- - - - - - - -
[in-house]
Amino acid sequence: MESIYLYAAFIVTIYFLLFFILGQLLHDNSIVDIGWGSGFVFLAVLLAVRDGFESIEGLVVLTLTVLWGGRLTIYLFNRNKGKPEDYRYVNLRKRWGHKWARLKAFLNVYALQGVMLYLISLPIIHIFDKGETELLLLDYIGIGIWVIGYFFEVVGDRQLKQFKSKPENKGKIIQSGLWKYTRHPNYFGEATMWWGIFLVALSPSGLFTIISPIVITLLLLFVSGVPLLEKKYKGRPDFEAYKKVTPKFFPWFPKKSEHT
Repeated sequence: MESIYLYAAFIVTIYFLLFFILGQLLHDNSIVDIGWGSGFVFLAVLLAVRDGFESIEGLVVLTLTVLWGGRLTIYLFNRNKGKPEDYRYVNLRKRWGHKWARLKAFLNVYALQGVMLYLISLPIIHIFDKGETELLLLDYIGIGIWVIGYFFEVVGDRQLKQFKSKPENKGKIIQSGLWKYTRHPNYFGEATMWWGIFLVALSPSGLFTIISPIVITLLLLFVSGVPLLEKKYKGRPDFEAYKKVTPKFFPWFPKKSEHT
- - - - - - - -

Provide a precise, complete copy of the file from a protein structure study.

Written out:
[in-house]
Amino acid sequence: MESIYLYAAFIVTIYFLLFFILGQLLHDNSIVDIGWGSGFVFLAVLLAVRDGFESIEGLVVLTLTVLWGGRLTIYLFNRNKGKPEDYRYVNLRKRWGHKWARLKAFLNVYALQGVMLYLISLPIIHIFDKGETELLLLDYIGIGIWVIGYFFEVVGDRQLKQFKSKPENKGKIIQSGLWKYTRHPNYFGEATMWWGIFLVALSPSGLFTIISPIVITLLLLFVSGVPLLEKKYKGRPDFEAYKKVTPKFFPWFPKKSEHT
Repeated sequence: MESIYLYAAFIVTIYFLLFFILGQLLHDNSIVDIGWGSGFVFLAVLLAVRDGFESIEGLVVLTLTVLWGGRLTIYLFNRNKGKPEDYRYVNLRKRWGHKWARLKAFLNVYALQGVMLYLISLPIIHIFDKGETELLLLDYIGIGIWVIGYFFEVVGDRQLKQFKSKPENKGKIIQSGLWKYTRHPNYFGEATMWWGIFLVALSPSGLFTIISPIVITLLLLFVSGVPLLEKKYKGRPDFEAYKKVTPKFFPWFPKKSEHT